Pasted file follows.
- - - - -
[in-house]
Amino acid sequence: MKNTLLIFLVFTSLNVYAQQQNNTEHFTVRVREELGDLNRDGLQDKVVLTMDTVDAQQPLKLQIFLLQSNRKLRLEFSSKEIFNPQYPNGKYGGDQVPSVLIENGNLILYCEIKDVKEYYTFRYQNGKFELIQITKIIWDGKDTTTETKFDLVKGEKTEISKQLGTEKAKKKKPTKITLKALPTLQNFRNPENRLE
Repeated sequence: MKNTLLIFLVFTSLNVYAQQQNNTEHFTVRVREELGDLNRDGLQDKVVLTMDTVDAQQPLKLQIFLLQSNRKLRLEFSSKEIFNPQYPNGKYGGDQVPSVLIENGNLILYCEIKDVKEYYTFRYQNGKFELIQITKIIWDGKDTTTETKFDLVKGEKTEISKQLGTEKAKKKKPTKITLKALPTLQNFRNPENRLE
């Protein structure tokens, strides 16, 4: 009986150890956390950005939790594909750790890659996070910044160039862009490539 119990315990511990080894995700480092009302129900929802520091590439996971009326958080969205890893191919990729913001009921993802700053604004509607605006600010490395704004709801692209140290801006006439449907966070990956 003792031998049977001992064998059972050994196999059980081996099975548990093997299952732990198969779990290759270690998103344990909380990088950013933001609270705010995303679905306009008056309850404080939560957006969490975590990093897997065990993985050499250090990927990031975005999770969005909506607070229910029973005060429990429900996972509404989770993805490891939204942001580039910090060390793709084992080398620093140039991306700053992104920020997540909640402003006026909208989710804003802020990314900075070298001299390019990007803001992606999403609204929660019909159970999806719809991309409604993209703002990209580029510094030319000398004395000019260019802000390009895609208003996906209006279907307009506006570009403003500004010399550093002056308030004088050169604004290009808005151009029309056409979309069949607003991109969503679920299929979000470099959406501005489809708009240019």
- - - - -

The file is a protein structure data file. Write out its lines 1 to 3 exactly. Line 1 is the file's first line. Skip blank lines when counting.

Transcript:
[in-house]
Amino acid sequence: MKNTLLIFLVFTSLNVYAQQQNNTEHFTVRVREELGDLNRDGLQDKVVLTMDTVDAQQPLKLQIFLLQSNRKLRLEFSSKEIFNPQYPNGKYGGDQVPSVLIENGNLILYCEIKDVKEYYTFRYQNGKFELIQITKIIWDGKDTTTETKFDLVKGEKTEISKQLGTEKAKKKKPTKITLKALPTLQNFRNPENRLE
Repeated sequence: MKNTLLIFLVFTSLNVYAQQQNNTEHFTVRVREELGDLNRDGLQDKVVLTMDTVDAQQPLKLQIFLLQSNRKLRLEFSSKEIFNPQYPNGKYGGDQVPSVLIENGNLILYCEIKDVKEYYTFRYQNGKFELIQITKIIWDGKDTTTETKFDLVKGEKTEISKQLGTEKAKKKKPTKITLKALPTLQNFRNPENRLE